And just as we see more people (especially Gen Z) using a vast array of social media tools to make sense of the world and their experience of it, I’ve been trying to incorporate more tools into how I do it, too. 

Illustrations, diagrams, podcast editing techniques, different formats for conversations, curating outside resources, etc., all help me share my mental models with you. And in sharing my mental models, we can make them stronger together so that they benefit you, too.

Sensemaking is a 3-step, iterative process.

The first step of sensemaking is collecting information to broaden your perspective.

We have the most access to information that confirms our worldview. But to truly make sense of what’s going on, we need to seek out information that gives us a wider lens.

That starts with seeking out perspectives and experiences that are different from our own. It continues with investigating the systems that are influencing the information we have.

No information exists in a vacuum. Not even the most vacuous Instagram post or TikTok video. There are always layers of information and multiple systems at play.

When I produce a podcast episode or write an article, I’m trying to examine the cultural, psychological, and emotional systems that intersect with my idea.

Every piece of content or idea you engage is an opportunity to look for connections and interrogate the systems that influenced it.

The more you train yourself to do that, the more you’ll start to create a scaffolding for seeing depth and context in the world around you. You’ll begin to see unexpected connections between ideas and have a more robust understanding of perspectives that aren’t your own.

The second step of sensemaking is creating a framework for understanding.

Your framework is a mental model for understanding the many variables at play in any situation. It gives you a way to figure out how you want to arrange yourself in the environment around you.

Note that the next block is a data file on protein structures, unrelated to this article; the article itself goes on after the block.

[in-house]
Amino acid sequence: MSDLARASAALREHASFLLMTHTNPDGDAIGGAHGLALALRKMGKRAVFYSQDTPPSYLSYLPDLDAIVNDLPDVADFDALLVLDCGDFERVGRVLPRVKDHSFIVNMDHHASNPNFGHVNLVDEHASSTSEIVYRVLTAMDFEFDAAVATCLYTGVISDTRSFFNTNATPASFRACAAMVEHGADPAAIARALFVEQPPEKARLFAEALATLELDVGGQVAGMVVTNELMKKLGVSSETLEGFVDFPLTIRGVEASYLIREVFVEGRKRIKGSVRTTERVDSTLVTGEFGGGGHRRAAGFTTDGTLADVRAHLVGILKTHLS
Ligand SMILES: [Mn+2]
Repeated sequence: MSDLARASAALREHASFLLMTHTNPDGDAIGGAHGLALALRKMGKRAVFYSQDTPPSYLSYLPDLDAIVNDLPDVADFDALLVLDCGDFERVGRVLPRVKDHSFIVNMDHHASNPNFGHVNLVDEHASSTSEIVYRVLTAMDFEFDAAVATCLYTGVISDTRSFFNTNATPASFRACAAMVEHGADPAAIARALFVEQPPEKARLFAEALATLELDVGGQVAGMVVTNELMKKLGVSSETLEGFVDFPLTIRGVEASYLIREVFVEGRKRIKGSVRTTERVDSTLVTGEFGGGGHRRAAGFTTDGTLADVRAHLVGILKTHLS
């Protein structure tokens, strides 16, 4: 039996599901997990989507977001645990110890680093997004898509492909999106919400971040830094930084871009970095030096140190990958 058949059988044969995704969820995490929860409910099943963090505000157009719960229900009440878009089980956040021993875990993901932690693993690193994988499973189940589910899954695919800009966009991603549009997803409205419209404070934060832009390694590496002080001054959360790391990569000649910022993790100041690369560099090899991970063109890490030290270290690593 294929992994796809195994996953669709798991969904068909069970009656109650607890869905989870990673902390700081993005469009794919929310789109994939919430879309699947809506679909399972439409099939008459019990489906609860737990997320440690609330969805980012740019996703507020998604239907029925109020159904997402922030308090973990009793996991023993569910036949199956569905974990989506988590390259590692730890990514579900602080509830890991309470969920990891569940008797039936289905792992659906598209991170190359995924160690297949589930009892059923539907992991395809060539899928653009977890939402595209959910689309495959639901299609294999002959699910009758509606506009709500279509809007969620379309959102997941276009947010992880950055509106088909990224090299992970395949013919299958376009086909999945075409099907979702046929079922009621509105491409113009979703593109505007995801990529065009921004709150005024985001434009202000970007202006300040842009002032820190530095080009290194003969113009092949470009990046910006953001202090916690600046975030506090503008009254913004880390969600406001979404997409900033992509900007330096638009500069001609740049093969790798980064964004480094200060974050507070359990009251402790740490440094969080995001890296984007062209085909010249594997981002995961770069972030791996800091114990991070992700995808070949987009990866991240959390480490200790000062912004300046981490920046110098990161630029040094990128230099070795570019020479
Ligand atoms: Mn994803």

In this step, it’s tempting to apply old stories or assumptions to new situations or information. But to truly understand something, we need to look at the situation with a fresh perspective.

Your framework might do many things. It could help you process an order of importance. It might make connections between ideas more explicit. It could create some “if this, then that” kind of programming to help you respond more effectively with less work.

Once you have your initial framework, you can use personal stories, metaphors, or historical context to use your new understanding more fluently.

The final step of sensemaking is using & refining your framework.

Sensemaking isn’t a once & done process—especially when we’re talking about making sense of the present moment.

We should expect to refine our framework for understanding over and over again. We get the information we need to do that by acting on our new mental model—which means opening up our curated collection of ideas & interpretation to others.

What comes most naturally for me is sharing a new framework by writing an article, posting to social media, or producing a podcast episode. Creating and sharing content gives me a way to test out the idea with others.

For you, using your framework might look like a completely different kind of experiment or process. What you do to use or share your framework doesn’t so much matter as that you remain open to new information and adaptation of what you believe to be true.

I guarantee you that something is happening in your customer’s world that doesn’t make sense.

It might even be something that you take for granted or seems obvious to you. Or it might be something that you’re working hard to make sense of yourself.

By giving voice—and maybe a diagram—to your mental model, you can do a great service for them and for you, too!

The more we commit to making sense, the more we’ll be able to thrive in a world that often doesn’t.

Cover of What Works book by Tara McMullin